In April, Rubio proposed an amendment to the bill mandating Congressional approval of a deal on nuclear weapons with Iran that would require President Obama to be able to certify that Iran has publicly supported Israel’s right to exist as a Jewish state. The amendment was rejected.

Chris Christie, twice-elected governor of a highly democratic state, known for his brash demeanor
Speaking to a group of Israel supporters in May, Christie “charged that President Barack Obama’s policies have drastically weakened America’s leadership role in the world and that Obama is ‘unwilling to stand up to anyone’ — with the exception of Israeli Prime Minister Benjamin Netanyahu.”

“The President only has the resolve to stand up to our friends and not to stand up to evil. As long as Iran believes that Israel doesn’t have the right to exist and that America should die as well, they are not a part of the civilized world.” (CNN.com May 2015)

New Jersey has a large number of Muslim voters, as do some other states. In 2012, Governor Christie held a festive Muslim Iftar celebration for this group. Nothing wrong with that in principle, but one of the guests was “Imam Mohammed Qatanani, a self-admitted member of Hamas and a defender of a charity that provided funds to children of suicide bombers. Qatanani is also an advocate of Islamic blasphemy laws that criminalize criticism of Islam. Christie referred to Qatanani as ‘a man of great good will’ and the governor defended him when the Department of Homeland Security attempted to deport Qatanani for failing to disclose a 1993 arrest and conviction in Israel for involvement with Hamas.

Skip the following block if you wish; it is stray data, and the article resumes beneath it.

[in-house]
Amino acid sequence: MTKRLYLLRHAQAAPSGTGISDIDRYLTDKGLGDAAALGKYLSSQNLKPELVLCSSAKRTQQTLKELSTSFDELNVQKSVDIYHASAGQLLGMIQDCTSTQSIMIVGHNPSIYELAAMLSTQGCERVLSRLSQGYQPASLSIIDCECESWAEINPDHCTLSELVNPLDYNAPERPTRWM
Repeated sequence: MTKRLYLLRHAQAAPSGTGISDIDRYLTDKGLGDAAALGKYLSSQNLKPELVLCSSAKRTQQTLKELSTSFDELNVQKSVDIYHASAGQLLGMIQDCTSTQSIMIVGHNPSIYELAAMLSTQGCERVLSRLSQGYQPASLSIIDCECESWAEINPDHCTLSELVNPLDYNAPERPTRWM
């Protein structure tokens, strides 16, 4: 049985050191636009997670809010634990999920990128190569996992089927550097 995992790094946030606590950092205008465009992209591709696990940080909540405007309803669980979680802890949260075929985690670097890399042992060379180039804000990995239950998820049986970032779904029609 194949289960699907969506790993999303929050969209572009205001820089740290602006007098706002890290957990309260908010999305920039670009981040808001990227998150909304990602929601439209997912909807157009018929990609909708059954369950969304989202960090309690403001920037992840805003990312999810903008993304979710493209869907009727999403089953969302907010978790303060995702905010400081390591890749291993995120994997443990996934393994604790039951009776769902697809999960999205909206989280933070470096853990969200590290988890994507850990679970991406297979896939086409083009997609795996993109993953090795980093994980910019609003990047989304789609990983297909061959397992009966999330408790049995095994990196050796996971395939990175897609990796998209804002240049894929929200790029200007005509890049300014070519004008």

Additionally, “The New Jersey governor has publicly defended Sohail Mohammed, the lawyer who represented Hamas-affiliate Qatanani as well as dozens of detainees swept up by law enforcement after 9/11. Christie aggressively pushed for Mohammed to become a Superior Court judge.

“Christie has derided anyone who perceives sharia law as a threat in the U.S. In 2012, Governor Christie called for an investigation into the NYPD’s counterterrorism procedures as he objected to their conducting surveillance of mosques…” (freedomoutpost.com Jan. 2014)

Governor Christie’s behavior towards Muslim advocates of Hamas makes his support for Israel questionable. Governor Walker, who has no foreign policy experience, is an unknown quantity. All the others are on the record as established supporters of Israel.

More on other Republican candidates in my next column.

About the Author
Steve Kramer grew up in Atlantic City, graduated from Johns Hopkins in 1967, adopted the hippie lifestyle until 1973, then joined the family business for 15 years. Steve moved to Israel from Margate, NJ in 1991 with his family. He has written more than 1100 articles about Israel and Jews since making Aliyah. Steve and his wife Michal live in Kfar Saba.